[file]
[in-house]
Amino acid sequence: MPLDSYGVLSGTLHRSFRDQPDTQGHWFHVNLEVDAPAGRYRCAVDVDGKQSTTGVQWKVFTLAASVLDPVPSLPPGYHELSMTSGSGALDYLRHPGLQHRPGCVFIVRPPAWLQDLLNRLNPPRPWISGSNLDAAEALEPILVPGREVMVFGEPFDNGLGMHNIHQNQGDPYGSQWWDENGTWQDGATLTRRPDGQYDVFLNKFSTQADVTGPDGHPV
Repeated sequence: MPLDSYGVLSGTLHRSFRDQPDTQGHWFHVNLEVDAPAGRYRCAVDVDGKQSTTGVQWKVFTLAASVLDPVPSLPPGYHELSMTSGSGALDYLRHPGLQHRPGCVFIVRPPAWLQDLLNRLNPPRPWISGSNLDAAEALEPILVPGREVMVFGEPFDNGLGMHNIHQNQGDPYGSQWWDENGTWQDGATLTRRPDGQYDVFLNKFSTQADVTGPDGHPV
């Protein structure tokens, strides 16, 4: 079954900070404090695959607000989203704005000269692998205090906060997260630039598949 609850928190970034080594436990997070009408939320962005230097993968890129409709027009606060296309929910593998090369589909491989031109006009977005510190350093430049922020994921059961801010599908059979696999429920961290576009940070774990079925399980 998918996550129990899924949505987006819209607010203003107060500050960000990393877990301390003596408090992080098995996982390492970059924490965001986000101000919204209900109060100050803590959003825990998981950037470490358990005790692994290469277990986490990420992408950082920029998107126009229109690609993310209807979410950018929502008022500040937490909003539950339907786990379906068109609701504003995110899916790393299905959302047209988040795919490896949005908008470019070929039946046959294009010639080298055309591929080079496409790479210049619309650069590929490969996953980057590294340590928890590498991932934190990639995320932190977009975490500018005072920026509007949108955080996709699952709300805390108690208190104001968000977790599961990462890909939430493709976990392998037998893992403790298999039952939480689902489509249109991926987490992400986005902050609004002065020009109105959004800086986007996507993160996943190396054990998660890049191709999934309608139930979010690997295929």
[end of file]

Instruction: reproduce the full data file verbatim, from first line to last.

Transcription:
[in-house]
Amino acid sequence: MPLDSYGVLSGTLHRSFRDQPDTQGHWFHVNLEVDAPAGRYRCAVDVDGKQSTTGVQWKVFTLAASVLDPVPSLPPGYHELSMTSGSGALDYLRHPGLQHRPGCVFIVRPPAWLQDLLNRLNPPRPWISGSNLDAAEALEPILVPGREVMVFGEPFDNGLGMHNIHQNQGDPYGSQWWDENGTWQDGATLTRRPDGQYDVFLNKFSTQADVTGPDGHPV
Repeated sequence: MPLDSYGVLSGTLHRSFRDQPDTQGHWFHVNLEVDAPAGRYRCAVDVDGKQSTTGVQWKVFTLAASVLDPVPSLPPGYHELSMTSGSGALDYLRHPGLQHRPGCVFIVRPPAWLQDLLNRLNPPRPWISGSNLDAAEALEPILVPGREVMVFGEPFDNGLGMHNIHQNQGDPYGSQWWDENGTWQDGATLTRRPDGQYDVFLNKFSTQADVTGPDGHPV
């Protein structure tokens, strides 16, 4: 079954900070404090695959607000989203704005000269692998205090906060997260630039598949 609850928190970034080594436990997070009408939320962005230097993968890129409709027009606060296309929910593998090369589909491989031109006009977005510190350093430049922020994921059961801010599908059979696999429920961290576009940070774990079925399980 998918996550129990899924949505987006819209607010203003107060500050960000990393877990301390003596408090992080098995996982390492970059924490965001986000101000919204209900109060100050803590959003825990998981950037470490358990005790692994290469277990986490990420992408950082920029998107126009229109690609993310209807979410950018929502008022500040937490909003539950339907786990379906068109609701504003995110899916790393299905959302047209988040795919490896949005908008470019070929039946046959294009010639080298055309591929080079496409790479210049619309650069590929490969996953980057590294340590928890590498991932934190990639995320932190977009975490500018005072920026509007949108955080996709699952709300805390108690208190104001968000977790599961990462890909939430493709976990392998037998893992403790298999039952939480689902489509249109991926987490992400986005902050609004002065020009109105959004800086986007996507993160996943190396054990998660890049191709999934309608139930979010690997295929």